But the mountains call to me, and so back to eBay I went. I spent a dumb amount of money on a Mooto-X YBB that turned out to be too big for me. Coming from years of rigid MTB riding, I wanted something with give but not so incredibly plush and bouncy as full suspension mountain bikes are these days. They all pretty much suck at climbing too, and I require comfort and enjoyability from my bike, ESPECIALLY over the course of 3-5mi at 11% grade. I was intrigued by the YBB design and figured it would take most of the stress from rapid rocky descents off my knees. Even though it was huge I turned the lay-back seat post around backwards and rode it for a year anyway, and nearly killed myself time and again whilst trying to dab on dangerously narrow and height-exposed singletrack. Plus, the delightfully plush suspension fork kept bouncing me over the bars. Nevertheless, the YBB was an incredible bike that evolved the way I ride and I still have it here though it needs to go and soon to help offset the more recent expenditures.

Listen, if you want the best bike for distance XC/racing and have 32-34in inseams, have I got a deal for you! (I put aluminum Jones loop hbars on it and pretty much doubled the weight, natch.)

That progression of bicycles, coupled with some really unfortunate and unexpected life insurance policies being paid out, brought me to the point where I knew what I wanted to ride, knew what my body could handle, and had just barely enough experience to make decent decisions about a custom bicycle. So I wrote out everything I loved about my Jones Diamond Truss 29er and everything I loved about the YBB and took the plunge on Easter this year, emailing a custom frame builder in Colorado.

Throughout all this Internet bicycling, I tried really hard to give the LBS as much business as I could. Tune-ups, bolt-ons, bags, swag—pretty much everything but the bikes themselves. But my weird-ass situation has meant that I'm on my own whenever it came to buying an actual bike.

Oh man, I tried to swing that back around to the articles, but it's really just a very long plea to hey look at my bike leaning against things. Also, after I started this comment I took the train to the mountains, rode up the mountains, then rode all the way back home. Why drive to the ride?

TL;DR: ride bikes
posted by carsonb at 12:28 AM on July 2, 2018 [10 favorites]


Looooongtime lurker, first-time poster here. I remember a post in the distant past (maybe this one?) about an earlier biking fashion leading me to some like-minded souls. So it seems appropriate to break my long silence and enter the conversation at this juncture, because we are experiencing another paradigm shift in the cycling world.

Gravel bikes are without a doubt the least-stupid bike trend of recent decades. You can pick up an awesome road bike suitable for a thousand sorts of adventures or simply commuting at nearly any bike shop this year. They have precedents in earlier periods of cool bikes, like the Specialized Rock Combos/Bridgestone XOs of the early 90s, the first wave domestic 'cross bikes of a decade later (when all of Shimano's 9 speed stuff worked together) and more recently the popularity of "comfort" road bikes with elongated head tubes, compact cranksets, and room for 28mm tires. That the whole industry should get Surlified and start making Rivendellian adventure bikes was not something I saw coming, but it is definitely good for the bike-buying public. Hydraulic brakes with drop bar levers are what made this whole category possible: brakes were removed from the tire/rim/frame clearance equation allowing for greater volume tires and the accompanying clearance for fenders. Bike nerds loved building bikes like this for either taking long rides to the trails or allowing road rides to get explore more off-beaten paths, but now this formula is open to all and these bikes will serve their new owners well for years of centuries, tours, gravel grinders and just getting around town.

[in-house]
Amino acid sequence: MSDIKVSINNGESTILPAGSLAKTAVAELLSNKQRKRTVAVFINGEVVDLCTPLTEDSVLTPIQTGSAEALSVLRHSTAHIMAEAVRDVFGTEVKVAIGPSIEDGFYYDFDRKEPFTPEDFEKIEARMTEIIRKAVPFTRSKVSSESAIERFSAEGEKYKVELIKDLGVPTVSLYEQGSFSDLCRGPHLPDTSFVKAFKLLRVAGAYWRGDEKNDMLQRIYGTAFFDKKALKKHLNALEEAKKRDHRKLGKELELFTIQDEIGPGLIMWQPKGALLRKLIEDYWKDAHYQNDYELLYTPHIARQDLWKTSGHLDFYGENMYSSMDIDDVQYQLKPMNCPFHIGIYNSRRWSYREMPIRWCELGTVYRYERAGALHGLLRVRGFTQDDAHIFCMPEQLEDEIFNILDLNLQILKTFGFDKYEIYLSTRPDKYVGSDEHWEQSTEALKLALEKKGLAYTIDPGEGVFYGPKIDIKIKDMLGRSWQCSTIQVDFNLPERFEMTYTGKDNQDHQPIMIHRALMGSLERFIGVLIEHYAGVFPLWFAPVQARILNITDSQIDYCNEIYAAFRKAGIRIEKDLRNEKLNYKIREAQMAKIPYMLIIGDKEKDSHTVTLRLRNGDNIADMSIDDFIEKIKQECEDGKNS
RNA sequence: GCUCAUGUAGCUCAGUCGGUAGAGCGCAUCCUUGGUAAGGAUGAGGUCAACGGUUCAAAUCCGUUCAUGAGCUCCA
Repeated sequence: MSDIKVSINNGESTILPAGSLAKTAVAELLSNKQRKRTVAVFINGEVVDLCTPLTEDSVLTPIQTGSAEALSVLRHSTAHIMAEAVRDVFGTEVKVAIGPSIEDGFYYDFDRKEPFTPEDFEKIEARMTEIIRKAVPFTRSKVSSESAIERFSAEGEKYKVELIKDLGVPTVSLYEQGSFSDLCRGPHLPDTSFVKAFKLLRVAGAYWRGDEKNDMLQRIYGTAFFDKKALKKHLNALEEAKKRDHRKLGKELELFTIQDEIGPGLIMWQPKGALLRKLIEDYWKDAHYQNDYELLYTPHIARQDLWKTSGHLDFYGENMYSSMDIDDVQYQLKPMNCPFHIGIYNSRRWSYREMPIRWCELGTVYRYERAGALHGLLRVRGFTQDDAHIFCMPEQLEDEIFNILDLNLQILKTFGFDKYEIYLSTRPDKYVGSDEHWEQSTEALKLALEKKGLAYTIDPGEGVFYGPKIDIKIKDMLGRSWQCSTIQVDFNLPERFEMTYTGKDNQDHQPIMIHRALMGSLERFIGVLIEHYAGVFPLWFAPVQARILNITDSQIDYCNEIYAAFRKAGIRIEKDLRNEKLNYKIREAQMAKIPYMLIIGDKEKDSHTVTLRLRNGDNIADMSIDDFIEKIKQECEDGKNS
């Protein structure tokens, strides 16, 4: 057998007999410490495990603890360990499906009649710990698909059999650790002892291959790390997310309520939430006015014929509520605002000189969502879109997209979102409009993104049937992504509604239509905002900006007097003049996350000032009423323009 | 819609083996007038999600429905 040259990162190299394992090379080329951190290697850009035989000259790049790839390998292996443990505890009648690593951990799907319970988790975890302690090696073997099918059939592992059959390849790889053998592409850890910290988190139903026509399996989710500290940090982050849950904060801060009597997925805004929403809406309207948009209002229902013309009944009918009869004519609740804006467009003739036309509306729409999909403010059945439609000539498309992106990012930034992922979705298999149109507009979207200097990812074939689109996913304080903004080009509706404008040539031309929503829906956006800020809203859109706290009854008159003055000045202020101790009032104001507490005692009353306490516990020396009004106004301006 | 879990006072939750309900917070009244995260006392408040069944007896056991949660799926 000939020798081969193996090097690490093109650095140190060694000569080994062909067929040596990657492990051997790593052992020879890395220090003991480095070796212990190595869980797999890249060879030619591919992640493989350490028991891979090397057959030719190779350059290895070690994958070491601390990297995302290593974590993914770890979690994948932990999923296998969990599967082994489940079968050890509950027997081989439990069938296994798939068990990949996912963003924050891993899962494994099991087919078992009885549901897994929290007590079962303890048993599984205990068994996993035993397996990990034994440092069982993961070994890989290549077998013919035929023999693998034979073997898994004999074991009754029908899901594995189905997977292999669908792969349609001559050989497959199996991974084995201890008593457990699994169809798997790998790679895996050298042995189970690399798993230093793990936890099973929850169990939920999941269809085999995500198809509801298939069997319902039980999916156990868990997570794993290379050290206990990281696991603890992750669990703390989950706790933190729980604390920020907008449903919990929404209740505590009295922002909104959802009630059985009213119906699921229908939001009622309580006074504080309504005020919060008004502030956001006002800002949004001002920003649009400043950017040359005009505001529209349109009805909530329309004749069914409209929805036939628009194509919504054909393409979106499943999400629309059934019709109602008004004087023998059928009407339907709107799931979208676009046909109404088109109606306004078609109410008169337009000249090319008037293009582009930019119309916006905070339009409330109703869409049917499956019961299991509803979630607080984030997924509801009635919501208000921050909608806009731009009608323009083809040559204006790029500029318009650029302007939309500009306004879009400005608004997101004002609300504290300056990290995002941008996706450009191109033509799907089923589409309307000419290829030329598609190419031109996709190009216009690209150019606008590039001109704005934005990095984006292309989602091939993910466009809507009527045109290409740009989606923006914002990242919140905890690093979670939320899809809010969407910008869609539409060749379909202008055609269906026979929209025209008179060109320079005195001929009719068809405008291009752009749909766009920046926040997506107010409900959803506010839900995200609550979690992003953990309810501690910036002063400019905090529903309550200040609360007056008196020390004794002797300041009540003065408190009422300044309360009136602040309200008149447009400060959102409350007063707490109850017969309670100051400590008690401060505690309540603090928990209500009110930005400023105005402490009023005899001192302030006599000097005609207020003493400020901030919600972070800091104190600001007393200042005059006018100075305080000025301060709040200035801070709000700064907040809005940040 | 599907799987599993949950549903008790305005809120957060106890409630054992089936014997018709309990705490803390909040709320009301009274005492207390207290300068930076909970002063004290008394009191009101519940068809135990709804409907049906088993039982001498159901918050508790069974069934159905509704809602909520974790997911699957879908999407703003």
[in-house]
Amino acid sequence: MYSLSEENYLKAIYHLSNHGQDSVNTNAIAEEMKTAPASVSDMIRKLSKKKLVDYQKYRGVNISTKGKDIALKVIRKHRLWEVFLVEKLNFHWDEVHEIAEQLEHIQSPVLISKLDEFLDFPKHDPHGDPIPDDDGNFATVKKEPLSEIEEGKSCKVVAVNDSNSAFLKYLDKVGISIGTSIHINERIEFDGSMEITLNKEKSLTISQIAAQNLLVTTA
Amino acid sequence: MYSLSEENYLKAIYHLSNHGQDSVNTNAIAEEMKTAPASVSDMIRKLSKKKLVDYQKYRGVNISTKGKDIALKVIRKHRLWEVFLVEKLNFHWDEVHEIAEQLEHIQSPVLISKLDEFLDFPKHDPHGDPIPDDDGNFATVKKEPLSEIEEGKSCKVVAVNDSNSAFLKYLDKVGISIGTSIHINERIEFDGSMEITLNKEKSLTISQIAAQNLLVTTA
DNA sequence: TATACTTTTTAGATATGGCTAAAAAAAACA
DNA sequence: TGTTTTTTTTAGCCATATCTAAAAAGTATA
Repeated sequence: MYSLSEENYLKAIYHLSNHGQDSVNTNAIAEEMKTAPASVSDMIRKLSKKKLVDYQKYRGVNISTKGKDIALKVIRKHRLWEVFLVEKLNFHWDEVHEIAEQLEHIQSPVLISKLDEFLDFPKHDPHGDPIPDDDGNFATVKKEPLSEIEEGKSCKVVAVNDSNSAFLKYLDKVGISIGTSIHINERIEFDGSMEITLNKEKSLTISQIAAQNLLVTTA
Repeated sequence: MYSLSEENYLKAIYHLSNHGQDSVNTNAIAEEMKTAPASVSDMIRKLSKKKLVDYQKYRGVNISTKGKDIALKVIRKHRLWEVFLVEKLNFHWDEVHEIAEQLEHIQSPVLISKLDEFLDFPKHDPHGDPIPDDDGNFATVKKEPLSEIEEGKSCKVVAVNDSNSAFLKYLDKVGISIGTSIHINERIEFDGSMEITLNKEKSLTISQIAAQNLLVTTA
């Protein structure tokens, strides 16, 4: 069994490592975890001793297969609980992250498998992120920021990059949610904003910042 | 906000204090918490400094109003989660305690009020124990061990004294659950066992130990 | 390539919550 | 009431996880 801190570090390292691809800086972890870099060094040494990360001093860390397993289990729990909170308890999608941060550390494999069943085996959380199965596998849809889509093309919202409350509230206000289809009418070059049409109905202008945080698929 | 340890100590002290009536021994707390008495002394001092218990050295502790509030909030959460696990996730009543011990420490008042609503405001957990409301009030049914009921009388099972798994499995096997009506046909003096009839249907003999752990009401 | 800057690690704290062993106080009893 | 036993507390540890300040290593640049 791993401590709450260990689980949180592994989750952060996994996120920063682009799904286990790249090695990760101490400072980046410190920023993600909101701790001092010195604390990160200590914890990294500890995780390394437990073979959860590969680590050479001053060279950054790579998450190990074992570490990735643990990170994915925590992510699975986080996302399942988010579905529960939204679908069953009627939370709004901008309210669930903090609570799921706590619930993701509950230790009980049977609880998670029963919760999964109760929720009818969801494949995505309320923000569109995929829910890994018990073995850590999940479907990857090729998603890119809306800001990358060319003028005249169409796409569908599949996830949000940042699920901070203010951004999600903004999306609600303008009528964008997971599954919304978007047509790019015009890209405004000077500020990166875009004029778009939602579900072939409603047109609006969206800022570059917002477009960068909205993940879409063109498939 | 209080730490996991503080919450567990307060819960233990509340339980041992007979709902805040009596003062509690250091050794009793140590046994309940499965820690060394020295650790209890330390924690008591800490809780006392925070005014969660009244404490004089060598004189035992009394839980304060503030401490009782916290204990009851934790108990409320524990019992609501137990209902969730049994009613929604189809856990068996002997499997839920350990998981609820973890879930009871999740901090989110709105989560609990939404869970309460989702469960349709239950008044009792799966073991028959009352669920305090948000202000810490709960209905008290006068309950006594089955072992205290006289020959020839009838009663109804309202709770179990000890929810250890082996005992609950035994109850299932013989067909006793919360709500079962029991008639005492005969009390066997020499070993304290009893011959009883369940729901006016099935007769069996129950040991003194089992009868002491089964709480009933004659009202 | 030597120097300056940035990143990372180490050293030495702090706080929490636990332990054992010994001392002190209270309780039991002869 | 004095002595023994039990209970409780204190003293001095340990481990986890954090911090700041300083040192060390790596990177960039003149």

My new gravel bike (steel, 1x11, 50mm tires) is super stable at low speed (low center of gravity, slack geometry) and can chug along fine in a paceline at over 40 km/h or navigate technical trails if you can pick the right line, all on the same ride. Right now I have it swapped over to 33s with racks and bags for some family bike touring. My other bikes have barely been touched since this usurper arrived on the scene, and while it's not perfect (a little top tube shimmy on fast descents, pedal-induced sway when riding no-handed at speed, an MTB-inspired affectation in the form of a stock dropper post that was easily jettisoned) it's truly not far off.
posted by St. Oops at 3:20 AM on July 2, 2018 [7 favorites]


I love how wide a range of things we include in the word "bicycle." Like, carsonb, what gear ratio do you have on that custom bike of yours? To my (mostly roadie) eye, it looks like you broke a triple chainring apart, left the granny gear up front, and added the other two to your rear cluster.

I went to college next to a "youth program masquerading as a bike shop" and volunteered there many weekends stripping down donations and doing simple repairs. The clientele was mostly college students and not-exactly-affluent South side residents, recirculating the same population of 70s and 80s steel frames. If you need to repack a cup-and-cone hub or pull a freewheel (really, not freehub and cassette), I'm your man.

It was funny, because most of the time I spent at that bike shop, I didn't really ride much. A mile or two at a time to get to class, on a $100 plumbing steel bike from a company that went out of business the year I was born.